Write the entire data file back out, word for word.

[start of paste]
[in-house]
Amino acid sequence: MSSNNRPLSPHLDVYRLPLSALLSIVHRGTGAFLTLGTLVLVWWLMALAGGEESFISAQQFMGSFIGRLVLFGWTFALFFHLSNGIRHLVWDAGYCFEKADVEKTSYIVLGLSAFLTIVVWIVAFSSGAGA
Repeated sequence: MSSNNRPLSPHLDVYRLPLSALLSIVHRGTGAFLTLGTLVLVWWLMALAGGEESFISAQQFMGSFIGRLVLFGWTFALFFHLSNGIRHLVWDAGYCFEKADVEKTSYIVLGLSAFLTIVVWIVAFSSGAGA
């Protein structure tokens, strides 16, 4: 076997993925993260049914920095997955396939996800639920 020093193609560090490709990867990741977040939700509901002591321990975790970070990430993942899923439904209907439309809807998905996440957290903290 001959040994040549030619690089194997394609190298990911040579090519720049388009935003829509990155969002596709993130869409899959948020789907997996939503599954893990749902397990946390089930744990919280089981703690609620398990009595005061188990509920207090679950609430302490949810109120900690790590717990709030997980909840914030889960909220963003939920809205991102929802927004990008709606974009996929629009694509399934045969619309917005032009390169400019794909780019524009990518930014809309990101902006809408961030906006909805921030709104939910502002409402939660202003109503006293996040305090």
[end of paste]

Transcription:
[in-house]
Amino acid sequence: MSSNNRPLSPHLDVYRLPLSALLSIVHRGTGAFLTLGTLVLVWWLMALAGGEESFISAQQFMGSFIGRLVLFGWTFALFFHLSNGIRHLVWDAGYCFEKADVEKTSYIVLGLSAFLTIVVWIVAFSSGAGA
Repeated sequence: MSSNNRPLSPHLDVYRLPLSALLSIVHRGTGAFLTLGTLVLVWWLMALAGGEESFISAQQFMGSFIGRLVLFGWTFALFFHLSNGIRHLVWDAGYCFEKADVEKTSYIVLGLSAFLTIVVWIVAFSSGAGA
């Protein structure tokens, strides 16, 4: 076997993925993260049914920095997955396939996800639920 020093193609560090490709990867990741977040939700509901002591321990975790970070990430993942899923439904209907439309809807998905996440957290903290 001959040994040549030619690089194997394609190298990911040579090519720049388009935003829509990155969002596709993130869409899959948020789907997996939503599954893990749902397990946390089930744990919280089981703690609620398990009595005061188990509920207090679950609430302490949810109120900690790590717990709030997980909840914030889960909220963003939920809205991102929802927004990008709606974009996929629009694509399934045969619309917005032009390169400019794909780019524009990518930014809309990101902006809408961030906006909805921030709104939910502002409402939660202003109503006293996040305090």